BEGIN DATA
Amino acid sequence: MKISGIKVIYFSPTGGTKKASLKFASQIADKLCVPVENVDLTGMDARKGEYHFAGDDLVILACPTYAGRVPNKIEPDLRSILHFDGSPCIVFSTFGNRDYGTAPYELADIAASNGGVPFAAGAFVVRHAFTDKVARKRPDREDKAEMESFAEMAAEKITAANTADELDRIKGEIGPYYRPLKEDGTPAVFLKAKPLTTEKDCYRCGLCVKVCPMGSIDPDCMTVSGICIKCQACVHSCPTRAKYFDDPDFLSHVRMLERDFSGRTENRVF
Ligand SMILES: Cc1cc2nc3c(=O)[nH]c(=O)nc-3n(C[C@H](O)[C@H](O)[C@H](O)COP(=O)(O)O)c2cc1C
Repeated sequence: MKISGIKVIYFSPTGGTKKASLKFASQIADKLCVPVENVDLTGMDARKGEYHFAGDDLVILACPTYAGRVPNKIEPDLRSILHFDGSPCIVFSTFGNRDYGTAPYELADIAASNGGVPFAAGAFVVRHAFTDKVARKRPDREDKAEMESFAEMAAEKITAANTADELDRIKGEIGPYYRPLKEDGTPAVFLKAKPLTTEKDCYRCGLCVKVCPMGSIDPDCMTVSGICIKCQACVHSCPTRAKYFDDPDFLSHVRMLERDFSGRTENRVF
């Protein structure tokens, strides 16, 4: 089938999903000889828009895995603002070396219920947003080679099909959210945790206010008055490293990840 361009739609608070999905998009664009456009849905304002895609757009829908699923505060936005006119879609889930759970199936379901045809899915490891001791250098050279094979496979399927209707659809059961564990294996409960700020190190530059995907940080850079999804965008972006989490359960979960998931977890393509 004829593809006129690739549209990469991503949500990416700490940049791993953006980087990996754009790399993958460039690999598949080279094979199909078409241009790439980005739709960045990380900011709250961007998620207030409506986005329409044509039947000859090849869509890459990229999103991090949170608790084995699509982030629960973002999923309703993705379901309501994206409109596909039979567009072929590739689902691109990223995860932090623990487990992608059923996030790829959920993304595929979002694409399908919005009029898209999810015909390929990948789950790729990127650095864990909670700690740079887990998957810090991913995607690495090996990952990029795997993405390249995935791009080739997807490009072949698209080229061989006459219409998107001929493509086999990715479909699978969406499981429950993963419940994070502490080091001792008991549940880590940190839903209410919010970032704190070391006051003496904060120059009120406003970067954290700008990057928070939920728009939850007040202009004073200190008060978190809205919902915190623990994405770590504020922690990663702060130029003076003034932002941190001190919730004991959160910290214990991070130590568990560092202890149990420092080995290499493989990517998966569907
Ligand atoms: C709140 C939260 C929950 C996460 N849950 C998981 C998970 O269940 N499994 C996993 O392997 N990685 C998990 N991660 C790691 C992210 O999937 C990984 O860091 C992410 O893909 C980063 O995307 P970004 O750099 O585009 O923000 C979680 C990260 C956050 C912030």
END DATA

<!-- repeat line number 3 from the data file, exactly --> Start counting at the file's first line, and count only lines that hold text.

Repeated sequence: MKISGIKVIYFSPTGGTKKASLKFASQIADKLCVPVENVDLTGMDARKGEYHFAGDDLVILACPTYAGRVPNKIEPDLRSILHFDGSPCIVFSTFGNRDYGTAPYELADIAASNGGVPFAAGAFVVRHAFTDKVARKRPDREDKAEMESFAEMAAEKITAANTADELDRIKGEIGPYYRPLKEDGTPAVFLKAKPLTTEKDCYRCGLCVKVCPMGSIDPDCMTVSGICIKCQACVHSCPTRAKYFDDPDFLSHVRMLERDFSGRTENRVF